With the exception of the purH tree, all of the MLST gene-based trees (argH, cya, glpK, gnd, murC and pta genes) indicated that the two strains were closely related to the M. abscessus subsp. massiliense group, and these topologies were strongly supported by analysis based on the maximum parsimony algorithm (Fig 2). The calculated sequence similarities of all 9 genes (7 MLST genes, the hsp65 gene and the rpoB gene) and their concatenated sequences between the reference strains of the M. abscessus strains and two Rec-mas-H strains are shown in Table 2 and S3 Table.
Phylogenetic analysis of two Rec-mas-H strains using trees based on concatenated sequences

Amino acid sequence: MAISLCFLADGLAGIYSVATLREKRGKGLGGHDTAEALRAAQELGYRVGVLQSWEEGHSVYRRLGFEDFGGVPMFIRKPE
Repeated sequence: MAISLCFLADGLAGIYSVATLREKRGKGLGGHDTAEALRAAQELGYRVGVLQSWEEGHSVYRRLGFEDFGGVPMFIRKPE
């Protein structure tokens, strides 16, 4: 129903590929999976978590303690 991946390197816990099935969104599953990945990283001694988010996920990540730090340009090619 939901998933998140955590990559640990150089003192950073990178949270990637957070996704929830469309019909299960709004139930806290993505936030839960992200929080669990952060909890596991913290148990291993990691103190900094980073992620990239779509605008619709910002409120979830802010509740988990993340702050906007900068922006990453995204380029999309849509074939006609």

The phylogenetic tree based on the concatenated sequences of the seven MLST genes showed that the two Rec-mas-H strains belong to the M. abscessus subsp. massiliense group and not to M. abscessus subsp. abscessus or M. abscessus subsp. bolletii (Fig 3A) as shown in the rpoB-based analysis (Fig 1B). This suggests that the Rec-mas-H strains may be members of M. abscessus subsp. massiliense rather than M. abscessus subsp. abscessus and that their hsp65 gene may have undergone lateral gene transfer from M. abscessus subsp. abscessus. In the tree based on the concatenated sequences of the seven MLST genes, the two Rec-mas-H strains were closer to the M. abscessus subsp. massiliense Asan 50594 strain than to the M. abscessus subsp. massiliense type strain; this result may be due to the differences in the purH gene sequence (Fig 2G, Table 2 and S3 Table).